COVID-19: No quick recovery in sight for global aviation industry, says report

Global airline capacity expected to increase by less than 15% in 2021

  
Image used for illustrative purpose. Passenger planes parked on a runway are seen during a general quarantine amid the spread of the coronavirus disease (COVID-19), at the Arturo Merino Benitez International Airport, in Santiago, Chile May 26, 2020.

Image used for illustrative purpose. Passenger planes parked on a runway are seen during a general quarantine amid the spread of the coronavirus disease (COVID-19), at the Arturo Merino Benitez International Airport, in Santiago, Chile May 26, 2020.

REUTERS/Ivan Alvarado
Global airline capacity is expected to increase by less than 15 per cent this year due to travel restrictions, strict lockdowns in some countries and slow progress on the global vaccination drive, say industry reports and experts.

According to the UK-based global travel data provider OAG, global airlines' capacity is unlikely to reach pre-pandemic levels before 2023 at the earliest as aviation market is still struggling to take off with full throttle.

"Total capacity to the year's end is currently standing at 3.7 billion seats compared to the 3.2 billion scheduled in 2020, reflecting a 15 per cent increase in what was supposed to be the bounce-back year," said John Grant of OAG.

"When compared to 2019, that would be around a 36 per cent drop, indicating we have a long way to go! Airlines this week axed another 17 million seats from their schedules to the end of the year," he said in his latest OAG report.

Global airline capacity continues to be stuck just below the 80 million weekly seat mark, with a modest increase in capacity taking us back to 79 million due to major capacity hike in North East Asia. It is now very unlikely that "we will trend back above the 80 million mark this year", as airlines adjust schedules further and store whatever cash they have generated for the winter season, the OAG report said.

699 airlines operating

The aviation consultancy further said there are still 699 scheduled airlines operating compared to 715 at the beginning of the pandemic.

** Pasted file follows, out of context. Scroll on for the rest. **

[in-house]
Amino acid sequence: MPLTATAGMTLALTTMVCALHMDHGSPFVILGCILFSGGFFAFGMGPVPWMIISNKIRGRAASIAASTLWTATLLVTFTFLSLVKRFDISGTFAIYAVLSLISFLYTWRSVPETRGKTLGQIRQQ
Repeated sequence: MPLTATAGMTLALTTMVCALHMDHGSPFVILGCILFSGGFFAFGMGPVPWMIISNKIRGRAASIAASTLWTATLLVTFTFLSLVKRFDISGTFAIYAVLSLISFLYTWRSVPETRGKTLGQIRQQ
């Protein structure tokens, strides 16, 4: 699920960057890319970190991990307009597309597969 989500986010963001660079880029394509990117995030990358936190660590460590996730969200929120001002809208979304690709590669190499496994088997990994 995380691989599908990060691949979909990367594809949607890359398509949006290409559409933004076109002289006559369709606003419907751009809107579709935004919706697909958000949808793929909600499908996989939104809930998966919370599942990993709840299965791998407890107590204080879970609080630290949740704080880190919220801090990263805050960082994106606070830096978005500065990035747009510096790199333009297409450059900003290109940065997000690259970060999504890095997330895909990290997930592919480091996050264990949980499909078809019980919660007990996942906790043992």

"This proves that the airlines have been very successful and working their way through the crisis. However, it may take until 2024 at the earliest for a full aviation recovery in terms of demand," Grant said.

On a more positive note, five regional markets are now at more than 80 per cent of their pre-Covid capacity levels.

"Central Asia is expected to achieve a full recovery as it hit over 90 per cent of 2019 capacity being operated last week. There is also a positive story in West Africa, where capacity is currently at 89 per cent of 2019 levels," according to OAG.

No quick recovery

Andrew Charlton, managing director at Geneva-based consultancy Aviation Advocacy, said there is no quick recovery in sight for the aviation industry and it all depends on the success of the global vaccination drive.

"We are in for another terrible year for international aviation, which is linked entirely to the success we have in defeating the virus and its variants. We will see local improvements in countries that have a good success rate in controlling the outbreaks, but that will be within domestic markets only," Charlton told Khaleej Times.

All depends on the vaccination drive

The aviation strategy consulting firm said the recovery of the sector will depend on global vaccination and suppression, and it still requires a lot of work in the months ahead.

"There is no doubt about pent-up demand. We are not going to see a roaring 20s-type recovery, but small national recoveries depending on national success in combating Covid. Currently less than 16 per cent of the world is fully vaccinated," Charlton said.

Inconsistent travel demand

In its latest report, the International Air Transport Association (Iata) also showed some improvement in international and domestic travel demand in July 2021 compared to June, but it remained far below pre-pandemic levels.

The global aviation body said international passenger demand in July was 73.6 per cent below July 2019, bettering the 80.9 per cent decline recorded in June 2021 versus two years ago.

"The Middle Eastern airlines posted a 74.5 per cent demand drop in July compared to July 2019, surpassing the 79.2 per cent decrease in June, versus the same month in 2019," Iata said.

"Capacity declined 59.5 per cent, and load factor deteriorated 30.1 percentage points to 51.3 per cent," Iata said.

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